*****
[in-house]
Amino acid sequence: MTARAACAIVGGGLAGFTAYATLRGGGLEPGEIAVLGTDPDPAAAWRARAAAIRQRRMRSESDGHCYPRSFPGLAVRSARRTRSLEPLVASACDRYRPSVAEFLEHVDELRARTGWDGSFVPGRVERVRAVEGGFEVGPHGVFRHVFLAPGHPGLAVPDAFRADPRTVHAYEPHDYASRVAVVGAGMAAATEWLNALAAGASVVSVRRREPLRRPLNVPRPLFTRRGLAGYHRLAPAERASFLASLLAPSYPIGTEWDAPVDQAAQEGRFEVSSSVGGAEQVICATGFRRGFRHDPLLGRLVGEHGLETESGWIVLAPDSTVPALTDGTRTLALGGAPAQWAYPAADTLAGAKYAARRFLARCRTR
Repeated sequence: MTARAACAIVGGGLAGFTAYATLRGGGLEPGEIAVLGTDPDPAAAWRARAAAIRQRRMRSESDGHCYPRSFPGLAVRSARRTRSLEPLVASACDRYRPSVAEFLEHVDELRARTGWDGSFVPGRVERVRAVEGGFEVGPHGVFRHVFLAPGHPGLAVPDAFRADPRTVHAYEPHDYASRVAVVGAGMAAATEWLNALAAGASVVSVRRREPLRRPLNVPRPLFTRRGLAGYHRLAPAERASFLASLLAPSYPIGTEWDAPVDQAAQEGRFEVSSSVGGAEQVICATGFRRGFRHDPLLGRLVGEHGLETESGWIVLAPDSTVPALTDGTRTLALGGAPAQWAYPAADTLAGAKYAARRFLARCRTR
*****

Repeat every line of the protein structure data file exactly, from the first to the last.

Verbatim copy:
[in-house]
Amino acid sequence: MTARAACAIVGGGLAGFTAYATLRGGGLEPGEIAVLGTDPDPAAAWRARAAAIRQRRMRSESDGHCYPRSFPGLAVRSARRTRSLEPLVASACDRYRPSVAEFLEHVDELRARTGWDGSFVPGRVERVRAVEGGFEVGPHGVFRHVFLAPGHPGLAVPDAFRADPRTVHAYEPHDYASRVAVVGAGMAAATEWLNALAAGASVVSVRRREPLRRPLNVPRPLFTRRGLAGYHRLAPAERASFLASLLAPSYPIGTEWDAPVDQAAQEGRFEVSSSVGGAEQVICATGFRRGFRHDPLLGRLVGEHGLETESGWIVLAPDSTVPALTDGTRTLALGGAPAQWAYPAADTLAGAKYAARRFLARCRTR
Repeated sequence: MTARAACAIVGGGLAGFTAYATLRGGGLEPGEIAVLGTDPDPAAAWRARAAAIRQRRMRSESDGHCYPRSFPGLAVRSARRTRSLEPLVASACDRYRPSVAEFLEHVDELRARTGWDGSFVPGRVERVRAVEGGFEVGPHGVFRHVFLAPGHPGLAVPDAFRADPRTVHAYEPHDYASRVAVVGAGMAAATEWLNALAAGASVVSVRRREPLRRPLNVPRPLFTRRGLAGYHRLAPAERASFLASLLAPSYPIGTEWDAPVDQAAQEGRFEVSSSVGGAEQVICATGFRRGFRHDPLLGRLVGEHGLETESGWIVLAPDSTVPALTDGTRTLALGGAPAQWAYPAADTLAGAKYAARRFLARCRTR